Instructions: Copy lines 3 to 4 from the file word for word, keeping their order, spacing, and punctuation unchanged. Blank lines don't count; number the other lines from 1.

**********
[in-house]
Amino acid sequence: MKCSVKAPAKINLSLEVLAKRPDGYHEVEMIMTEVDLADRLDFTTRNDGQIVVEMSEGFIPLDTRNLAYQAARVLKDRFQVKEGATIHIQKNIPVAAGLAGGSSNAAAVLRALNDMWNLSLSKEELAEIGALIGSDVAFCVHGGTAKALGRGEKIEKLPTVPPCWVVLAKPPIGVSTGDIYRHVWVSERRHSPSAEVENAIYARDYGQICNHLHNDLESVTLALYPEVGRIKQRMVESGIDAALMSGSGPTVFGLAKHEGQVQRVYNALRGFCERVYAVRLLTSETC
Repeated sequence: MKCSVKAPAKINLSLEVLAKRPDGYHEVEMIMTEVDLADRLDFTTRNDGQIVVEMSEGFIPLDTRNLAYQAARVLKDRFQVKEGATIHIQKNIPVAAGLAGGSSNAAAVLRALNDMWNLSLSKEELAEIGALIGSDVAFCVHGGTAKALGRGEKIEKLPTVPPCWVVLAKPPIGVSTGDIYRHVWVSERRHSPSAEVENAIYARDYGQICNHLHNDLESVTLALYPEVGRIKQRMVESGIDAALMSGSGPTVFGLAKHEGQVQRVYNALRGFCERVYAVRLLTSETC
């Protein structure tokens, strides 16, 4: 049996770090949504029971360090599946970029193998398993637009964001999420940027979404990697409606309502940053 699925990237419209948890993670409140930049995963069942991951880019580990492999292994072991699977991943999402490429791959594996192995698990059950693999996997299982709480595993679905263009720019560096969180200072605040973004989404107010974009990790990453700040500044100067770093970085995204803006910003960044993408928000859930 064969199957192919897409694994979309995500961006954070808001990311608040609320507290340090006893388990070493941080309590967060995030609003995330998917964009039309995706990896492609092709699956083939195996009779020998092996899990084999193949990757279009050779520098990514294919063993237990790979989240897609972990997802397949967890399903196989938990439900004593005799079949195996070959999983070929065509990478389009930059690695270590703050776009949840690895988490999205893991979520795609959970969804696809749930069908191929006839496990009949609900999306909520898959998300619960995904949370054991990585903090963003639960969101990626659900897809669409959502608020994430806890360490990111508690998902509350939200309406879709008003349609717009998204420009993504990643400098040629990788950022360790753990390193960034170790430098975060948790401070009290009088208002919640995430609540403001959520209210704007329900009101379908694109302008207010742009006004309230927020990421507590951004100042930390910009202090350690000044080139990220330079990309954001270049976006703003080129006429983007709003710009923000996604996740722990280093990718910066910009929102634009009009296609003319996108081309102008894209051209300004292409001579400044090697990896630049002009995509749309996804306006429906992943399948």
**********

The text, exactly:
Repeated sequence: MKCSVKAPAKINLSLEVLAKRPDGYHEVEMIMTEVDLADRLDFTTRNDGQIVVEMSEGFIPLDTRNLAYQAARVLKDRFQVKEGATIHIQKNIPVAAGLAGGSSNAAAVLRALNDMWNLSLSKEELAEIGALIGSDVAFCVHGGTAKALGRGEKIEKLPTVPPCWVVLAKPPIGVSTGDIYRHVWVSERRHSPSAEVENAIYARDYGQICNHLHNDLESVTLALYPEVGRIKQRMVESGIDAALMSGSGPTVFGLAKHEGQVQRVYNALRGFCERVYAVRLLTSETC
């Protein structure tokens, strides 16, 4: 049996770090949504029971360090599946970029193998398993637009964001999420940027979404990697409606309502940053 699925990237419209948890993670409140930049995963069942991951880019580990492999292994072991699977991943999402490429791959594996192995698990059950693999996997299982709480595993679905263009720019560096969180200072605040973004989404107010974009990790990453700040500044100067770093970085995204803006910003960044993408928000859930 064969199957192919897409694994979309995500961006954070808001990311608040609320507290340090006893388990070493941080309590967060995030609003995330998917964009039309995706990896492609092709699956083939195996009779020998092996899990084999193949990757279009050779520098990514294919063993237990790979989240897609972990997802397949967890399903196989938990439900004593005799079949195996070959999983070929065509990478389009930059690695270590703050776009949840690895988490999205893991979520795609959970969804696809749930069908191929006839496990009949609900999306909520898959998300619960995904949370054991990585903090963003639960969101990626659900897809669409959502608020994430806890360490990111508690998902509350939200309406879709008003349609717009998204420009993504990643400098040629990788950022360790753990390193960034170790430098975060948790401070009290009088208002919640995430609540403001959520209210704007329900009101379908694109302008207010742009006004309230927020990421507590951004100042930390910009202090350690000044080139990220330079990309954001270049976006703003080129006429983007709003710009923000996604996740722990280093990718910066910009929102634009009009296609003319996108081309102008894209051209300004292409001579400044090697990896630049002009995509749309996804306006429906992943399948």